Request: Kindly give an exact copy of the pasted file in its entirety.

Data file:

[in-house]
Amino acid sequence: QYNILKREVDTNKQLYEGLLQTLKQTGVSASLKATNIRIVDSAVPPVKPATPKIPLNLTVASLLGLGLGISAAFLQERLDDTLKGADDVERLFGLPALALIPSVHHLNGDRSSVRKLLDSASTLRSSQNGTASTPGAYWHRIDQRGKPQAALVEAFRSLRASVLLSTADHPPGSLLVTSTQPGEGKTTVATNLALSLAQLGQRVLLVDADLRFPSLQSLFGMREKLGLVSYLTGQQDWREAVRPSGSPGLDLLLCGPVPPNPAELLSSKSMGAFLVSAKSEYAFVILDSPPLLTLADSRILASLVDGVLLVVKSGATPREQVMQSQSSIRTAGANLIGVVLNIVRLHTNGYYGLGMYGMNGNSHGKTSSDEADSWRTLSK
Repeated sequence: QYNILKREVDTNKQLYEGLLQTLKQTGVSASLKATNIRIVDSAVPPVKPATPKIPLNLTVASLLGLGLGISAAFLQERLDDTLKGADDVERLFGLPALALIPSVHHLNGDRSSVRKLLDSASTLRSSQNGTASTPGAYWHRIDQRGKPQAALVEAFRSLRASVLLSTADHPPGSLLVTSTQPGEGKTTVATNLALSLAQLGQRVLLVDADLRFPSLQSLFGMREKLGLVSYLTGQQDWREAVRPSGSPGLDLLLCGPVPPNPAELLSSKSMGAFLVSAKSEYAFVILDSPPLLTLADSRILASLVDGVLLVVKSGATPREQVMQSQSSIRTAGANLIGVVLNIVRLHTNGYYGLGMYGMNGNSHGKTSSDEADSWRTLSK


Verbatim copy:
[in-house]
Amino acid sequence: QYNILKREVDTNKQLYEGLLQTLKQTGVSASLKATNIRIVDSAVPPVKPATPKIPLNLTVASLLGLGLGISAAFLQERLDDTLKGADDVERLFGLPALALIPSVHHLNGDRSSVRKLLDSASTLRSSQNGTASTPGAYWHRIDQRGKPQAALVEAFRSLRASVLLSTADHPPGSLLVTSTQPGEGKTTVATNLALSLAQLGQRVLLVDADLRFPSLQSLFGMREKLGLVSYLTGQQDWREAVRPSGSPGLDLLLCGPVPPNPAELLSSKSMGAFLVSAKSEYAFVILDSPPLLTLADSRILASLVDGVLLVVKSGATPREQVMQSQSSIRTAGANLIGVVLNIVRLHTNGYYGLGMYGMNGNSHGKTSSDEADSWRTLSK
Repeated sequence: QYNILKREVDTNKQLYEGLLQTLKQTGVSASLKATNIRIVDSAVPPVKPATPKIPLNLTVASLLGLGLGISAAFLQERLDDTLKGADDVERLFGLPALALIPSVHHLNGDRSSVRKLLDSASTLRSSQNGTASTPGAYWHRIDQRGKPQAALVEAFRSLRASVLLSTADHPPGSLLVTSTQPGEGKTTVATNLALSLAQLGQRVLLVDADLRFPSLQSLFGMREKLGLVSYLTGQQDWREAVRPSGSPGLDLLLCGPVPPNPAELLSSKSMGAFLVSAKSEYAFVILDSPPLLTLADSRILASLVDGVLLVVKSGATPREQVMQSQSSIRTAGANLIGVVLNIVRLHTNGYYGLGMYGMNGNSHGKTSSDEADSWRTLSK